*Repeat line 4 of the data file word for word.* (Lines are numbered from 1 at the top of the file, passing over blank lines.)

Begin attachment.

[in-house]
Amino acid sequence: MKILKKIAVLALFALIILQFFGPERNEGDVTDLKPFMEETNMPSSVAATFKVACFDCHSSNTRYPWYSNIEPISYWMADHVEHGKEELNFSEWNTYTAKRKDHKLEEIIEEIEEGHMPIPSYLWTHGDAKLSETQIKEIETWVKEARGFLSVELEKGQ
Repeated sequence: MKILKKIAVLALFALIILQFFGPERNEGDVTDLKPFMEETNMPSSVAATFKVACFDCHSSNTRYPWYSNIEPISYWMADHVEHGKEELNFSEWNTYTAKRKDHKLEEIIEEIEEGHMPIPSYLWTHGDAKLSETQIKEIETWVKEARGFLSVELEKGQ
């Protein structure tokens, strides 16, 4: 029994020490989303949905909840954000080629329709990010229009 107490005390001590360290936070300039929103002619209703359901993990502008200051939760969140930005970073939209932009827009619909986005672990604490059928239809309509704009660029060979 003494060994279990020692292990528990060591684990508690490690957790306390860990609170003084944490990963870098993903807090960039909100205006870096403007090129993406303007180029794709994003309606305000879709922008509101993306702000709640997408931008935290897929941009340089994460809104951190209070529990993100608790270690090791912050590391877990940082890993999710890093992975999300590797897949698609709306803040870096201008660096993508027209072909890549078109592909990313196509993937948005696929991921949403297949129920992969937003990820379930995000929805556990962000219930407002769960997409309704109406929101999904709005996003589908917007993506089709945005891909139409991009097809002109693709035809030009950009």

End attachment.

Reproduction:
């Protein structure tokens, strides 16, 4: 029994020490989303949905909840954000080629329709990010229009 107490005390001590360290936070300039929103002619209703359901993990502008200051939760969140930005970073939209932009827009619909986005672990604490059928239809309509704009660029060979 003494060994279990020692292990528990060591684990508690490690957790306390860990609170003084944490990963870098993903807090960039909100205006870096403007090129993406303007180029794709994003309606305000879709922008509101993306702000709640997408931008935290897929941009340089994460809104951190209070529990993100608790270690090791912050590391877990940082890993999710890093992975999300590797897949698609709306803040870096201008660096993508027209072909890549078109592909990313196509993937948005696929991921949403297949129920992969937003990820379930995000929805556990962000219930407002769960997409309704109406929101999904709005996003589908917007993506089709945005891909139409991009097809002109693709035809030009950009």